Effects of Geometry, Triggering and Foam-Filling on Crashworthiness Behaviour of a Cylindrical Composite Crash Box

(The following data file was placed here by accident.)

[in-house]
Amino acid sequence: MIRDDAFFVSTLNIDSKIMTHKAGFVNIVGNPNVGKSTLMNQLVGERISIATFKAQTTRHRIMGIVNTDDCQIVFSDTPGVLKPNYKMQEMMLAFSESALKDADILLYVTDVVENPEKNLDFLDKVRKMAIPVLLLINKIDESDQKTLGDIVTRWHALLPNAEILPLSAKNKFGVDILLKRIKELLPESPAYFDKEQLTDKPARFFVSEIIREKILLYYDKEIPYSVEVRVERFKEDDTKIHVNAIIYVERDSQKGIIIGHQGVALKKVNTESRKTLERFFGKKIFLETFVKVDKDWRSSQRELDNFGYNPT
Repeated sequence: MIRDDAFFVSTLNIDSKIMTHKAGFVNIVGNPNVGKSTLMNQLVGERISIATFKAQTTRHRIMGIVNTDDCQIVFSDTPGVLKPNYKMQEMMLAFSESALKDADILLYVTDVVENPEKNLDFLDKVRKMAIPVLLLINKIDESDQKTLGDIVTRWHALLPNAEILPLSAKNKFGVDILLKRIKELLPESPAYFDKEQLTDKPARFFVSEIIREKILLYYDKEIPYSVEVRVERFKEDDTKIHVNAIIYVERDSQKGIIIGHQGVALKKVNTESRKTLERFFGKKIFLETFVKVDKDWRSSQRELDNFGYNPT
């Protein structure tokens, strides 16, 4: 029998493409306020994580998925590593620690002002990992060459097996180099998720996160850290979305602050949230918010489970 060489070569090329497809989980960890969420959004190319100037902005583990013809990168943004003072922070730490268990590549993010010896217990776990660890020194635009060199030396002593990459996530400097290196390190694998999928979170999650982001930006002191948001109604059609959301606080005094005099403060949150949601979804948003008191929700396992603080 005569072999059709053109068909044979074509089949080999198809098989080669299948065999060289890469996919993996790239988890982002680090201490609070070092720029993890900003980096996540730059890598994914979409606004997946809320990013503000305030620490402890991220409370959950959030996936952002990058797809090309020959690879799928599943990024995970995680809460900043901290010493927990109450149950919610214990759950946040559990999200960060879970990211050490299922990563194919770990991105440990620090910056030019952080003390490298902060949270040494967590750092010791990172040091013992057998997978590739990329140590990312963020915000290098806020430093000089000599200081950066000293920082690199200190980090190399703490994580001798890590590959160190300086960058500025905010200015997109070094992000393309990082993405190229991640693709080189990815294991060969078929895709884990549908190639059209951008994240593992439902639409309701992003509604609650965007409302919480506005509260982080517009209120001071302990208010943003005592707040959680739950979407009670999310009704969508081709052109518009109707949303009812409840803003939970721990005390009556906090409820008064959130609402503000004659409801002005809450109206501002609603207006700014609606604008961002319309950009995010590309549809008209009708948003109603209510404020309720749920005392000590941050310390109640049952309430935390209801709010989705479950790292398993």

Crash boxes play an important role in different industries as energy absorbers to reduce damage of accidents. An ideal crash box has lower maximum force and higher energy absorption. The aim of this study is to investigate the effect of various parameters such as geometry (diameter and thickness), triggering and filling with polymeric foam on axial crash behaviour of a composite cylindrical cash box. To this end, a composite crash box is modelled in a commercial finite element software, Abaqus, utilising the Hashin failure criterion to predict damage initiation. Linking damage initiation with material degradation rules provides the capability for damage evolution prediction on the basis of fracture energy of different failure modes. A new parameter (β) is defined to study the performance of a crash box with different geometries, triggers and foam-filling. The results show that three different triggering geometries (chamfer, fillet, and tulip) decrease the maximum load about 7-33%, and improved energy absorption about 40-86% compared to the crash box without trigger. Filling a triggered crash box with polymeric foam also improves energy absorption about 20%. Applying both triggering and foam-filling simultaneously on a crash box has a complementary role to receive a better performance.
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